At this curious, baleful object, T— sat and stared. He had intended to drink from his water glass. The trophy had been placed in his curiosity cabinet, between the fossils he had gathered at Lyme Regis and his collection of interesting feathers. But now it was here, in his hand. His headache throbbed. But then he swallowed, and his mouth filled with a sweet, rich taste, and he thought of nothing else. Thick, red liquid oozed to the very edge of the trophy; he took another deep draught, sweet and warm, yet the chalice seemed no emptier.

The liquid, whatever it was, seemed almost to suck at the brim. Another sip. Another. His mind was consumed by the sweetness. And the hammering in his head grew louder, and clarified; took on rhythm, and form, and became words.

"Bargain made," he heard. "Bargain struck."

"Blut ist ein ganz besondrer Saft."

"For what shall it profit a man, if he shall gain the whole world, and lose his own soul?"

"The clock may stop, its hands fall still."

"Draw, draw, draw. And discard."

"Draw, draw, draw. And discard."

Draw. Draw. And shuffle back."

Nobody ever saw Mr. Andrew T— again. Attending authorities found only an empty, abandoned study, a half-full glass of water, and a desk covered in frenzied notes, diagrams, and strange sigils. The narrative above has been pieced together from the legible portions. As for the trophy, it was locked in the cabinet, between the fossils and the feathers. It was empty.


4 Aug 2019 twisty_b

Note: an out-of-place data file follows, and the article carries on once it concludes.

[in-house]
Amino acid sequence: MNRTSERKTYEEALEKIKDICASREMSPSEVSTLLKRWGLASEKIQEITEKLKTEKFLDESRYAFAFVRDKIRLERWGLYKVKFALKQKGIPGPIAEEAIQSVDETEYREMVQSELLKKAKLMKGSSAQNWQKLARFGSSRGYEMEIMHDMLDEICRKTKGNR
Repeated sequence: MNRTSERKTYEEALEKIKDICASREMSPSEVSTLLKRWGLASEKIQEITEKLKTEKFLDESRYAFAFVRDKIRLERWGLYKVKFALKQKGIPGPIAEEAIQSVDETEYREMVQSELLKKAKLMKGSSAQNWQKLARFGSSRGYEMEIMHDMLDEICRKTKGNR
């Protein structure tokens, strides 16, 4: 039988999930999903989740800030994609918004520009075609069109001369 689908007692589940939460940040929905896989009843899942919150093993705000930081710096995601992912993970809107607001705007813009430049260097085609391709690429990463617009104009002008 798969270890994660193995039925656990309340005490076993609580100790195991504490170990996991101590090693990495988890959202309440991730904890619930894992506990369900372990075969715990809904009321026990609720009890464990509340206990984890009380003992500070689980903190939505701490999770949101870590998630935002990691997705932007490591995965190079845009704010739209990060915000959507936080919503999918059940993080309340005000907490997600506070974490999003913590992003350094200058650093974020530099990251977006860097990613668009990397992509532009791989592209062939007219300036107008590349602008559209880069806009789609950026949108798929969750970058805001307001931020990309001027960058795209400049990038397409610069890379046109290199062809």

as a reward for making it all the way though that exercise in self-indulgence, here are some Netrunner Thoughts:

  • I went for this over the grindier Hostiles + Pavilions + endless recursion version because I thought it had a better chance at outpacing its natural predator: Feedback Filter + Money. and I think I was correct in that call. you are more vulnerable to Stargate lock but I wasn't expecting to see much, and going for that early can be a massive tempo hit anyway. 4 to install.
  • broadly speaking this is more combo than prison: usually you don't want to rez anything until you've got the kill. occasionally it's correct to rez the BEAs a turn early, since the process of dealing with them will set up the kill the following turn. sometimes you need to get a No One Home off the board as well.
  • beat Wuzeki, Apoc Val and 419, but lost twice to Aki's Adam: Feedback Filter + Money + Brain Chip and a hand size of nine; the right line is to concede.
  • CSR Campaign is a gorgeous little card that does so much to keep you moving. with the slower versions I found I was sometimes taking "a turn to draw and discard" and then "a turn to install"; this lets you reliably do both.
  • I initially thought Enforced Curfew would be better at 2 of, but I now think 3 is right: turning off Hacktivists is vital, and being able to kill w/o BEA is also important. a lot of the time runners will hunt the BEAs and leave the rest of the board alone; this mitigates that.
  • you've got a decent chance against the standard Wu decks, thanks to that awkward early first few turns. do not play if you expect to see any Freedom.
4 Aug 2019 twisty_b

ARGH I forgot to give credit. thanks go to @Paranoid31 for the original VLC list which I tweaked and to @southpaw for wrecking me with a similar list in Aldershot.

5 Aug 2019 Saan

FINALLY. I'm so happy to see a list like this. I messed around with it for a bit to see how it played, and, at last, it feels like it's near the same draw power that Chris Hinkes' original IG list had that made it feels so powerful. The rate with which you can draw and drop cards, both on the table and in Archives, feels very nice. Playing without the Hostiles makes me nervous with Appoc and Freedom prowling around, but you need a lot of deck slots to get the draw power back, and honestly that might be more important.

Sick deck, my dude.

8 Aug 2019 zengoshugoju

That was well written, thanks for the chuckle!